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Finding ways to elect more women

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Leaning in, on request

Political scientists at Brigham Young University conducted an experiment with a state Republican Party to encourage local party caucuses to elect more women delegates to the state convention. Historically, about half of Republican caucus attendees had been women, but only about a quarter of delegates had been women. For the experiment, local party leaders were randomly assigned to receive different letters from the state party. When the letter asked the local party leader to encourage a few women to become delegates or asked the local party leader to encourage attendees to elect women delegates — but particularly when the letter asked the local party leader to do both — more women were indeed chosen.


Karpowitz, C. et al., “How to Elect More Women: Gender and Candidate Success in a Field Experiment,” American Journal of Political Science (forthcoming).

Maybe Hollywood needs more immigrants

A study found that students at “a top international business school” became more creative over the course of a year if they dated someone from a different culture during that time. Likewise, in a sample of Americans, creativity was higher among those who had spent more time in cross-cultural relationships. And foreigners who had worked in the United States reported being more entrepreneurial and innovative back in their home countries if they had more contact with their American friends. To test this effect experimentally, Americans who had dated both natives and foreigners were randomly assigned to write about one or the other experience. Those who wrote about dating a foreigner exhibited more creativity.

Lu, J. et al., “‘Going Out’ of the Box: Close Intercultural Friendships and Romantic Relationships Spark Creativity, Workplace Innovation, and Entrepreneurship,” Journal of Applied Psychology (forthcoming).

How smart is too smart?

Researchers studied a sample of mid-level managers, mostly in Europe. Co-workers’ assessments of their leadership were associated with higher intelligence, but only up to a point — when the manager had an IQ of around 120. After that, higher intelligence became somewhat of a liability.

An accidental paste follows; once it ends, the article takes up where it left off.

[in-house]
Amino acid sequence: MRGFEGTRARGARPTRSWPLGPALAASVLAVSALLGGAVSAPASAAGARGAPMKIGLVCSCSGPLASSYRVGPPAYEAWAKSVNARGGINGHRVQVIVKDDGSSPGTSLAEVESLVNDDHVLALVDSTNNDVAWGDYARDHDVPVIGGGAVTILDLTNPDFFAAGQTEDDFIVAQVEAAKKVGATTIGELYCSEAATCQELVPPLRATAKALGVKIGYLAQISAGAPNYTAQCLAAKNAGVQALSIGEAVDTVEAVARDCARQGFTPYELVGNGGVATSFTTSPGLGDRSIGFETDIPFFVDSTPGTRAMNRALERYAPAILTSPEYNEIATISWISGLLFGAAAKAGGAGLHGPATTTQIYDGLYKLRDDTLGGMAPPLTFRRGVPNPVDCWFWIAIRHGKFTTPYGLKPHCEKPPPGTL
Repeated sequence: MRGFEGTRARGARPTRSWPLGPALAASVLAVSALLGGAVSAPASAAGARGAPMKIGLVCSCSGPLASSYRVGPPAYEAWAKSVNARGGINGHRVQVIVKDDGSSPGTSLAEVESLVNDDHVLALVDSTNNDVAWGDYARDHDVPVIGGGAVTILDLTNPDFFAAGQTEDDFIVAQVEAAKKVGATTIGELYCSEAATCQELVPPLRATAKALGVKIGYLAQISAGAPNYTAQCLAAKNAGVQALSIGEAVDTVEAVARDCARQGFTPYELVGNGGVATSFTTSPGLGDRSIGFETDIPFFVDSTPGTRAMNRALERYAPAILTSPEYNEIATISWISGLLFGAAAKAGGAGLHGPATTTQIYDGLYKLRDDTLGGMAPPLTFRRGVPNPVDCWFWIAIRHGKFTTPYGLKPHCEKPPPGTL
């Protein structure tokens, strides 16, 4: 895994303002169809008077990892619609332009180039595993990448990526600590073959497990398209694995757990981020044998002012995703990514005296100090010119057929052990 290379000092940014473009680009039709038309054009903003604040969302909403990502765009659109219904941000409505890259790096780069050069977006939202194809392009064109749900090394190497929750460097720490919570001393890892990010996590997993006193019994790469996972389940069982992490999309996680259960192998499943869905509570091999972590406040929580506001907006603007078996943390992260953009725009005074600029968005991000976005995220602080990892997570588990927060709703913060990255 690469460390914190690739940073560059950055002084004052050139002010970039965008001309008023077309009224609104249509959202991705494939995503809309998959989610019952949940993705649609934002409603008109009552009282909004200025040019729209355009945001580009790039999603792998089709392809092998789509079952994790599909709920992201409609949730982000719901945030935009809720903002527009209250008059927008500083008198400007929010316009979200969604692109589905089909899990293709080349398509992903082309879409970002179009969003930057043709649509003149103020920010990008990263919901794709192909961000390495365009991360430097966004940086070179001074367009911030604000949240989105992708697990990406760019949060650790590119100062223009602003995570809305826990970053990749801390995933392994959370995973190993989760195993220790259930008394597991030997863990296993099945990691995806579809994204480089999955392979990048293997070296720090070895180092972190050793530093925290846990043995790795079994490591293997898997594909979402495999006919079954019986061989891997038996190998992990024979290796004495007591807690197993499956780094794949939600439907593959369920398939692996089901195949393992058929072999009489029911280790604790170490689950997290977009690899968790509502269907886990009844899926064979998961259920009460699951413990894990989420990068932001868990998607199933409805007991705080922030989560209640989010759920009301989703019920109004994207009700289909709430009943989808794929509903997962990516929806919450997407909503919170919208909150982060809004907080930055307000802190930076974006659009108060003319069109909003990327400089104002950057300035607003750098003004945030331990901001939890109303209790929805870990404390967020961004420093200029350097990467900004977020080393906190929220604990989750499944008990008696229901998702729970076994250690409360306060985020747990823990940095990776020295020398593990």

Antonakis, J. et al., “Can Super Smart Leaders Suffer from Too Much of a Good Thing? The Curvilinear Effect of Intelligence on Perceived Leadership Behavior,” Journal of Applied Psychology (forthcoming).

Disgust on trial

In two experiments, people who reviewed evidence from a murder trial where the defense’s case was strong were more inclined to convict if the evidence included color photographs of the victim’s body. Black-and-white photographs didn’t have the same effect.

Salerno, J., “Seeing Red: Disgust Reactions to Gruesome Photographs in Color (but not in Black and White) Increase Convictions,” Psychology, Public Policy, and Law (forthcoming).

Poor tax returns

Poor people benefit from filing tax returns. Economists from the Office of Tax Analysis at the Department of the Treasury found that low-income individuals who were induced to file a return for 2007 — because filing was required to get a stimulus payment in 2008 — were much more likely to file returns in subsequent years. In those years, they had higher earnings and were more likely to claim the Earned Income Tax Credit. As a result, they were significantly less likely to fall below the poverty line.

Ramnath, S. & Tong, P., “The Persistent Reduction in Poverty from Filing a Tax Return,” American Economic Journal: Economic Policy (forthcoming).

Kevin Lewis is an Ideas columnist. He can be reached at kevin.lewis.ideas@gmail.com.